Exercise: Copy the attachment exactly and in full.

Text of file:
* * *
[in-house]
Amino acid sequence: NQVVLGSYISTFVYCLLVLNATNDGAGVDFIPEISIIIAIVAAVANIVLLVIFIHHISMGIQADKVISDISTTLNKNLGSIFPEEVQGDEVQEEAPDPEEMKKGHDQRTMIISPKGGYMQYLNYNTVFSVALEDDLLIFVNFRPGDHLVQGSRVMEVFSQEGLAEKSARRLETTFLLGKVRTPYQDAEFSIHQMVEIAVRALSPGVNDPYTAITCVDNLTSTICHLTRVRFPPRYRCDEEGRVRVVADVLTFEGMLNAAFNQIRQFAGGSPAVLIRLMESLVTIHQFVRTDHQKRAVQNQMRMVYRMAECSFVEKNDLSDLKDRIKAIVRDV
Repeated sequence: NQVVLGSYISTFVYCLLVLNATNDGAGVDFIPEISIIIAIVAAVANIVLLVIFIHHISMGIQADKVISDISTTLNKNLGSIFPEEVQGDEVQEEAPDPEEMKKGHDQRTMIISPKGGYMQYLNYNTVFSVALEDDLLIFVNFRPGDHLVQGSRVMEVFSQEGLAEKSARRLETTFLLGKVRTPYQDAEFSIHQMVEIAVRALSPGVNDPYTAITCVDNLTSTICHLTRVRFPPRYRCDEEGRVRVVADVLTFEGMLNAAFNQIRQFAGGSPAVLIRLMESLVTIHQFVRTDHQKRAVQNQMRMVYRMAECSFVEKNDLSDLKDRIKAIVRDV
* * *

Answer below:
[in-house]
Amino acid sequence: NQVVLGSYISTFVYCLLVLNATNDGAGVDFIPEISIIIAIVAAVANIVLLVIFIHHISMGIQADKVISDISTTLNKNLGSIFPEEVQGDEVQEEAPDPEEMKKGHDQRTMIISPKGGYMQYLNYNTVFSVALEDDLLIFVNFRPGDHLVQGSRVMEVFSQEGLAEKSARRLETTFLLGKVRTPYQDAEFSIHQMVEIAVRALSPGVNDPYTAITCVDNLTSTICHLTRVRFPPRYRCDEEGRVRVVADVLTFEGMLNAAFNQIRQFAGGSPAVLIRLMESLVTIHQFVRTDHQKRAVQNQMRMVYRMAECSFVEKNDLSDLKDRIKAIVRDV
Repeated sequence: NQVVLGSYISTFVYCLLVLNATNDGAGVDFIPEISIIIAIVAAVANIVLLVIFIHHISMGIQADKVISDISTTLNKNLGSIFPEEVQGDEVQEEAPDPEEMKKGHDQRTMIISPKGGYMQYLNYNTVFSVALEDDLLIFVNFRPGDHLVQGSRVMEVFSQEGLAEKSARRLETTFLLGKVRTPYQDAEFSIHQMVEIAVRALSPGVNDPYTAITCVDNLTSTICHLTRVRFPPRYRCDEEGRVRVVADVLTFEGMLNAAFNQIRQFAGGSPAVLIRLMESLVTIHQFVRTDHQKRAVQNQMRMVYRMAECSFVEKNDLSDLKDRIKAIVRDV